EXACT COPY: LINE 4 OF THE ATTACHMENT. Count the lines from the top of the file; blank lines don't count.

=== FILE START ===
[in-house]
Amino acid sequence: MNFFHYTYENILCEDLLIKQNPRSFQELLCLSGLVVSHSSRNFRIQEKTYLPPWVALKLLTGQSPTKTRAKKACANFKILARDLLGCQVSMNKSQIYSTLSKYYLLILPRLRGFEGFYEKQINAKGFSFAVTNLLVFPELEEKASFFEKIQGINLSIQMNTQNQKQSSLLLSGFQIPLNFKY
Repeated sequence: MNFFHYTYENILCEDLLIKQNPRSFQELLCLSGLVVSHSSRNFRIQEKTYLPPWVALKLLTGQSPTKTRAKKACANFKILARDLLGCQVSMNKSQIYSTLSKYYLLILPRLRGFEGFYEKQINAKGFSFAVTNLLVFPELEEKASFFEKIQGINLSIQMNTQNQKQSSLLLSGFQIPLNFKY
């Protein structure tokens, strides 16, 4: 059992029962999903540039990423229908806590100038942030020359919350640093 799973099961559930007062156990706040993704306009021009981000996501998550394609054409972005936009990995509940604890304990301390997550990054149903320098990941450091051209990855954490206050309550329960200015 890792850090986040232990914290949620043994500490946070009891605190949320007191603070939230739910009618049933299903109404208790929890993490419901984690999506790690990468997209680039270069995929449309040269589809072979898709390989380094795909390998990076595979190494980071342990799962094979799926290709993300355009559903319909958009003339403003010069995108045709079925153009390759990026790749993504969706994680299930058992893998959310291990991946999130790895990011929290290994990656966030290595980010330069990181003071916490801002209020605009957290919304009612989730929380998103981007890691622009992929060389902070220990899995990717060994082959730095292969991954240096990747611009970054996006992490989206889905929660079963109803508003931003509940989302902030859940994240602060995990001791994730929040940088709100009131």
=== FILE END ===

């Protein structure tokens, strides 16, 4: 059992029962999903540039990423229908806590100038942030020359919350640093 799973099961559930007062156990706040993704306009021009981000996501998550394609054409972005936009990995509940604890304990301390997550990054149903320098990941450091051209990855954490206050309550329960200015 890792850090986040232990914290949620043994500490946070009891605190949320007191603070939230739910009618049933299903109404208790929890993490419901984690999506790690990468997209680039270069995929449309040269589809072979898709390989380094795909390998990076595979190494980071342990799962094979799926290709993300355009559903319909958009003339403003010069995108045709079925153009390759990026790749993504969706994680299930058992893998959310291990991946999130790895990011929290290994990656966030290595980010330069990181003071916490801002209020605009957290919304009612989730929380998103981007890691622009992929060389902070220990899995990717060994082959730095292969991954240096990747611009970054996006992490989206889905929660079963109803508003931003509940989302902030859940994240602060995990001791994730929040940088709100009131």